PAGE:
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Glen Alpine man dies after COVID-19 diagnosis
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Glen Alpine man dies after COVID-19 diagnosis


GLEN ALPINE — Brian Adams could often be seen around the town of Glen Alpine clad in a pair of overalls with a smile on his face.

Adams, the 56-year-old director of the town’s public works department, died last week after about a month battling COVID-19.

“It was the worst roller coaster ride of my life,” said his daughter, Kayla Adams. “We had good days with good news then we’d get bad news, then we’d get good news again.”

Brian spent a while on a ventilator as part of his COVID-19 treatment.

“He fought it for about a week before they put him on a ventilator, then he was on a ventilator for probably three weeks before he passed,” she said. “They think that he was getting better, he was actually getting ready to be moved to progressive care instead of being in the ICU … they think he got an infection from the ventilator, being on it so long, and he just couldn’t recover from that infection.”

Brian is one of 137 Burke County residents to die after contracting COVID-19.


The virus isn’t what his family and friends will be remembering the most.

Instead, they’ll remember his gentle demeanor and loving presence.

“He just had a really good heart, and is just a genuine person,” Kayla said. “He loved me and his granddaughter, my daughter. I’m his only daughter, and just when I was around him, you could just feel how much he loved me, you know?”


Kayla Adams, left, hugs her father, Brian Adams, outside the Glen Alpine town offices.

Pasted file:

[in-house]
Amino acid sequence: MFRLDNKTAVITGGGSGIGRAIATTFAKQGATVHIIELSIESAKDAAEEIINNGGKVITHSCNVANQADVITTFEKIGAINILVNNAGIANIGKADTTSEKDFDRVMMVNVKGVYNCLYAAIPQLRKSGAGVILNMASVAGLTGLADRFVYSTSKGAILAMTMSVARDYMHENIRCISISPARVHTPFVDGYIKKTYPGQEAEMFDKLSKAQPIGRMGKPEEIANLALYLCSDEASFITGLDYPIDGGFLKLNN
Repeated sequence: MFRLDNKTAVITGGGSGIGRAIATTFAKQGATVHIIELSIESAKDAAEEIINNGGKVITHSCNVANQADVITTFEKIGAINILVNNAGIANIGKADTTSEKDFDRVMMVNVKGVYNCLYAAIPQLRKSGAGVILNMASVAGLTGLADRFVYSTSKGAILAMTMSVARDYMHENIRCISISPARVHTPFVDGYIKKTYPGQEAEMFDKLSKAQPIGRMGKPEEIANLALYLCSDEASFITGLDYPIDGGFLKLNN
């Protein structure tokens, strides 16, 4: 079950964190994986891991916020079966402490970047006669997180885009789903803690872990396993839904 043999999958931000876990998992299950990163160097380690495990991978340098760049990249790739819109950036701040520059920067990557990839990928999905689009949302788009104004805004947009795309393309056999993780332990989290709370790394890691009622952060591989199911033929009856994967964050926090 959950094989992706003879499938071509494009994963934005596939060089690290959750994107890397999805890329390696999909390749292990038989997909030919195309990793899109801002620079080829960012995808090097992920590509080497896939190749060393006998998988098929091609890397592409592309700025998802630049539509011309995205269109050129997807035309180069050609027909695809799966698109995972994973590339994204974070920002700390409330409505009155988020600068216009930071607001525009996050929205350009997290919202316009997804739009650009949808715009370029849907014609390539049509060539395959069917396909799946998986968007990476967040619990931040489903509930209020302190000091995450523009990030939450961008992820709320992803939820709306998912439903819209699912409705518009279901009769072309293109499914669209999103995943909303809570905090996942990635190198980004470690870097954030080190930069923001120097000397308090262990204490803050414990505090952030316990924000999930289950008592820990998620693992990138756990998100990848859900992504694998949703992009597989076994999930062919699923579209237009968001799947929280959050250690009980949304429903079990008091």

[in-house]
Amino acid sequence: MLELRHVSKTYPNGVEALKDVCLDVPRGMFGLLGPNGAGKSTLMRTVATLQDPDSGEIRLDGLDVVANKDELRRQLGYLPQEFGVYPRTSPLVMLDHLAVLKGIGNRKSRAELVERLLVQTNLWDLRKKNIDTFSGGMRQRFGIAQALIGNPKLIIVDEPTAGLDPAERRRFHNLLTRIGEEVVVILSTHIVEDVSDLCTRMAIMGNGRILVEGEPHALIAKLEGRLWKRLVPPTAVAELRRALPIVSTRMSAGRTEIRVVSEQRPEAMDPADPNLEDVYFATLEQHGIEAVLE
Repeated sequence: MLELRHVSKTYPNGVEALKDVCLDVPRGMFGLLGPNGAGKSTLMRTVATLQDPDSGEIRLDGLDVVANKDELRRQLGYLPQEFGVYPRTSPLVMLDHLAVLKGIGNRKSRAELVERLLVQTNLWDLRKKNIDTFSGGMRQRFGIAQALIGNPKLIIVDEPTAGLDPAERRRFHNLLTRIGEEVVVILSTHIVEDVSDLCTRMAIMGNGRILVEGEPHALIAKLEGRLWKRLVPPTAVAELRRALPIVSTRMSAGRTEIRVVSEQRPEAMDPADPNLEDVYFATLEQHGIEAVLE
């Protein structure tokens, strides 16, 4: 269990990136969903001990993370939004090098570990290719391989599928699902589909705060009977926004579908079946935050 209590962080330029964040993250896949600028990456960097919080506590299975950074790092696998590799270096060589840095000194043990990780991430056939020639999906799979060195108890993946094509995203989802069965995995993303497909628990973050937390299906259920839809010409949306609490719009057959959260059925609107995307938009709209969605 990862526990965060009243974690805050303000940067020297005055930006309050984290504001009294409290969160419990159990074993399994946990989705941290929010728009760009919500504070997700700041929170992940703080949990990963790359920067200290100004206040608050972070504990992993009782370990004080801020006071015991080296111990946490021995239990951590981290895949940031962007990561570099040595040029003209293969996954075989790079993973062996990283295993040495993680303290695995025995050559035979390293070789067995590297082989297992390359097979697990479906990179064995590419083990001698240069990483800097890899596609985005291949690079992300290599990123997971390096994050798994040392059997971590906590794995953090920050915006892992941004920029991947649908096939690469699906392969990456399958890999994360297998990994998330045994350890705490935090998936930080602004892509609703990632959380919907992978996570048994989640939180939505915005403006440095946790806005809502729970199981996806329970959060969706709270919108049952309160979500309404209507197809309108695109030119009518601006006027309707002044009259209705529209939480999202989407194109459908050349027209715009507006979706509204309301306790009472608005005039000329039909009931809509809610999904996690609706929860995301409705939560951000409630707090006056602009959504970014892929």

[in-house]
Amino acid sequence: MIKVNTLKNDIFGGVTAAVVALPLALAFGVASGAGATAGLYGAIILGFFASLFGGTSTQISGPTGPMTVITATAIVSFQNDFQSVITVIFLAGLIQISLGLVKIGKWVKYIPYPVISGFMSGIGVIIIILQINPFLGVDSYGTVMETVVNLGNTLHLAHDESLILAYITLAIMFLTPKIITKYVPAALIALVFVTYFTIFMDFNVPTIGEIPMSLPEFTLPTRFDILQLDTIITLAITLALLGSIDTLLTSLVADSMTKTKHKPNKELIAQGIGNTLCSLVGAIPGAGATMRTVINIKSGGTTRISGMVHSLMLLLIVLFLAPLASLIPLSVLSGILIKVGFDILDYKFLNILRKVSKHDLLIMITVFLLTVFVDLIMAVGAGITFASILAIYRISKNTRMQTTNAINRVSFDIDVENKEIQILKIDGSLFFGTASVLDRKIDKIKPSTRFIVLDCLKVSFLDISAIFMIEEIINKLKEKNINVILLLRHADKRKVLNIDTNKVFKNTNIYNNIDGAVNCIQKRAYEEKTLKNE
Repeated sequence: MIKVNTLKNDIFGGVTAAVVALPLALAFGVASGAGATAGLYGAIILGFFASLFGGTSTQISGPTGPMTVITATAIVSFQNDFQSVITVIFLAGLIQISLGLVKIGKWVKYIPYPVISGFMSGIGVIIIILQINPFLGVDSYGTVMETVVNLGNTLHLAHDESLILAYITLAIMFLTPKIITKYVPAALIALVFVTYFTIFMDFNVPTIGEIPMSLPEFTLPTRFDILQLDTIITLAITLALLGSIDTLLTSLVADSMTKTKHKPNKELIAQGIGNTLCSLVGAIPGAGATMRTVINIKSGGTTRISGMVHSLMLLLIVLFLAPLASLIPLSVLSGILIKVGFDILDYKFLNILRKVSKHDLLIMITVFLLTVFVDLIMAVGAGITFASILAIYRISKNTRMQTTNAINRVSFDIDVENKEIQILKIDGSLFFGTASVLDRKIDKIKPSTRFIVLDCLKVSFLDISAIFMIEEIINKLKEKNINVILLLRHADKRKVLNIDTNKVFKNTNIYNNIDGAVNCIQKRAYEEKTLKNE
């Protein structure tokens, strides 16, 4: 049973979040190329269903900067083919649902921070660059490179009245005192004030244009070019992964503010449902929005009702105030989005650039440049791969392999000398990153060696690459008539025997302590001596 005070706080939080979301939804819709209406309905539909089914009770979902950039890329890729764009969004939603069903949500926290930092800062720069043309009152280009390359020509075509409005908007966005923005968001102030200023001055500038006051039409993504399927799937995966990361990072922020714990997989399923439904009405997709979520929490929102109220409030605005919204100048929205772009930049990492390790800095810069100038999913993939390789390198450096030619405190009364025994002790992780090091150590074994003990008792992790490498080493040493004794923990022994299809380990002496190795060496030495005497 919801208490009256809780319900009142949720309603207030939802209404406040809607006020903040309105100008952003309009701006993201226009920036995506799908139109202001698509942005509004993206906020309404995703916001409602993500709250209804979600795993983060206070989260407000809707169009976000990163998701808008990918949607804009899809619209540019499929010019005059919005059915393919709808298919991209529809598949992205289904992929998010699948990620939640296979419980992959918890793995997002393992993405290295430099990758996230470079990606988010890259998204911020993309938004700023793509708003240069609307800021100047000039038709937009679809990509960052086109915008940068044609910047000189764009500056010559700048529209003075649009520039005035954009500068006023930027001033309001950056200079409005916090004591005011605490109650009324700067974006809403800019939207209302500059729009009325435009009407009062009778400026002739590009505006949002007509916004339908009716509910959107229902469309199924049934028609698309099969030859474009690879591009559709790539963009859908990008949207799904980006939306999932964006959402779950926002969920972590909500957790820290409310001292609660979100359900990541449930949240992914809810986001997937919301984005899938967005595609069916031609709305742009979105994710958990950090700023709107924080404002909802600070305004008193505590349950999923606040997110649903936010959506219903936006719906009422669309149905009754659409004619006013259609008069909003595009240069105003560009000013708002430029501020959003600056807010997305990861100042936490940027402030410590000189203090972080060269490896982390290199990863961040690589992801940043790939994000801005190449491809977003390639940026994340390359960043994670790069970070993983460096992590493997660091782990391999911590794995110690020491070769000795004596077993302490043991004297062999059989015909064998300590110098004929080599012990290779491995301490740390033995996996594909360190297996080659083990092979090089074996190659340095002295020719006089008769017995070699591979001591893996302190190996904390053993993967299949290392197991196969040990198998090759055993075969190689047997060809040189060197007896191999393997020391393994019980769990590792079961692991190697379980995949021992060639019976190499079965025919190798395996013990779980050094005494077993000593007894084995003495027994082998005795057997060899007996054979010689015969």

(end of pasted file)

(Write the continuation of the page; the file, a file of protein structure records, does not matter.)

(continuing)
He loved his friends like they were family, too. Friends like Bobby Johnson, who Kayla said was like a brother to Brian.

“I’ve known him since he was 5-years-old, and we actually started hanging out when he was 18,” Johnson said. “We hunted, fished, went camping, he came to my family reunions … I always talked about brothers from a different mother.”

He could often be found with friends and family members, Kayla said.

“He’s always going somewhere, to a friend’s house, hanging out, then he’ll leave there and go to another friend’s house and hang out,” she said. “He’d go to bingo at the Moose Lodge on Wednesdays with his friends.”

He would hang out with Johnson often.

“He was up here at my house at least three times a week,” Johnson said. “[On the] weekends we’d always watch racing, or football. He was a Clemson fan because his daughter, Kayla, went to Clemson. He was very proud of that ... and of course his granddaughter was the apple of his eye. The thing I’ll miss the most about him is his smiling face and always pleasant attitude, just cutting up, having a few beers, watching the race, football.”